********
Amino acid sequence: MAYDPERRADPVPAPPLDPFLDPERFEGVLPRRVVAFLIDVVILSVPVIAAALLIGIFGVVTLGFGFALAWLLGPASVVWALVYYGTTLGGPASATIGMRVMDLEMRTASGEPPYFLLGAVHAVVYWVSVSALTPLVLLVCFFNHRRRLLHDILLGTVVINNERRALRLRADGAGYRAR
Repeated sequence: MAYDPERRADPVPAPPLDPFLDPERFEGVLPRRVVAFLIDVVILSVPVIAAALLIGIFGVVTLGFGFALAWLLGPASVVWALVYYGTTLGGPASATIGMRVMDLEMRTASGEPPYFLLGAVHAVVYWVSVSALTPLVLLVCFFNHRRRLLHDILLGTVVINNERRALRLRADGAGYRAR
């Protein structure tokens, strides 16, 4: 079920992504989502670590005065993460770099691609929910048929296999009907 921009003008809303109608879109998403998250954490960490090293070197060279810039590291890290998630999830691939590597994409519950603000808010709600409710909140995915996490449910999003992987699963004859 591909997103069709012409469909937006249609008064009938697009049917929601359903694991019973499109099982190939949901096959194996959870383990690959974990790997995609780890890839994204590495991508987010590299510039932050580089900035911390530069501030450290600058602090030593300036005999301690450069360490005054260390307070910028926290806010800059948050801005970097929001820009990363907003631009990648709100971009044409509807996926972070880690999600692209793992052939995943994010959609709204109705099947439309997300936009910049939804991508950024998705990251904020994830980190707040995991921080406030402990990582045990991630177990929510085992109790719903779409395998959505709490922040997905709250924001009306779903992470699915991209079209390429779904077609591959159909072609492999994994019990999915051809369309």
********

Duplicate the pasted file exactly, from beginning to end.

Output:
Amino acid sequence: MAYDPERRADPVPAPPLDPFLDPERFEGVLPRRVVAFLIDVVILSVPVIAAALLIGIFGVVTLGFGFALAWLLGPASVVWALVYYGTTLGGPASATIGMRVMDLEMRTASGEPPYFLLGAVHAVVYWVSVSALTPLVLLVCFFNHRRRLLHDILLGTVVINNERRALRLRADGAGYRAR
Repeated sequence: MAYDPERRADPVPAPPLDPFLDPERFEGVLPRRVVAFLIDVVILSVPVIAAALLIGIFGVVTLGFGFALAWLLGPASVVWALVYYGTTLGGPASATIGMRVMDLEMRTASGEPPYFLLGAVHAVVYWVSVSALTPLVLLVCFFNHRRRLLHDILLGTVVINNERRALRLRADGAGYRAR
């Protein structure tokens, strides 16, 4: 079920992504989502670590005065993460770099691609929910048929296999009907 921009003008809303109608879109998403998250954490960490090293070197060279810039590291890290998630999830691939590597994409519950603000808010709600409710909140995915996490449910999003992987699963004859 591909997103069709012409469909937006249609008064009938697009049917929601359903694991019973499109099982190939949901096959194996959870383990690959974990790997995609780890890839994204590495991508987010590299510039932050580089900035911390530069501030450290600058602090030593300036005999301690450069360490005054260390307070910028926290806010800059948050801005970097929001820009990363907003631009990648709100971009044409509807996926972070880690999600692209793992052939995943994010959609709204109705099947439309997300936009910049939804991508950024998705990251904020994830980190707040995991921080406030402990990582045990991630177990929510085992109790719903779409395998959505709490922040997905709250924001009306779903992470699915991209079209390429779904077609591959159909072609492999994994019990999915051809369309």